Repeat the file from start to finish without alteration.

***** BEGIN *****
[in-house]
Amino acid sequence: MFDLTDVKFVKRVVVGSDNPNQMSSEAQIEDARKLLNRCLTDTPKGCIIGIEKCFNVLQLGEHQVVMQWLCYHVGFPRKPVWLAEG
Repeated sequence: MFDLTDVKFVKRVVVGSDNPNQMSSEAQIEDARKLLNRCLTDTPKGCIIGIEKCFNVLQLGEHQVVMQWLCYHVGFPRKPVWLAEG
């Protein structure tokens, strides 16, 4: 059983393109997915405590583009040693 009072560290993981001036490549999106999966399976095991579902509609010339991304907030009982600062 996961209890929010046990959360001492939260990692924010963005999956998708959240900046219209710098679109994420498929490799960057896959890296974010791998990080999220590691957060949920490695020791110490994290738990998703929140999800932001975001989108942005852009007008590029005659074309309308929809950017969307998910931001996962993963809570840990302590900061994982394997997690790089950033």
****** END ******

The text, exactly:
[in-house]
Amino acid sequence: MFDLTDVKFVKRVVVGSDNPNQMSSEAQIEDARKLLNRCLTDTPKGCIIGIEKCFNVLQLGEHQVVMQWLCYHVGFPRKPVWLAEG
Repeated sequence: MFDLTDVKFVKRVVVGSDNPNQMSSEAQIEDARKLLNRCLTDTPKGCIIGIEKCFNVLQLGEHQVVMQWLCYHVGFPRKPVWLAEG
């Protein structure tokens, strides 16, 4: 059983393109997915405590583009040693 009072560290993981001036490549999106999966399976095991579902509609010339991304907030009982600062 996961209890929010046990959360001492939260990692924010963005999956998708959240900046219209710098679109994420498929490799960057896959890296974010791998990080999220590691957060949920490695020791110490994290738990998703929140999800932001975001989108942005852009007008590029005659074309309308929809950017969307998910931001996962993963809570840990302590900061994982394997997690790089950033």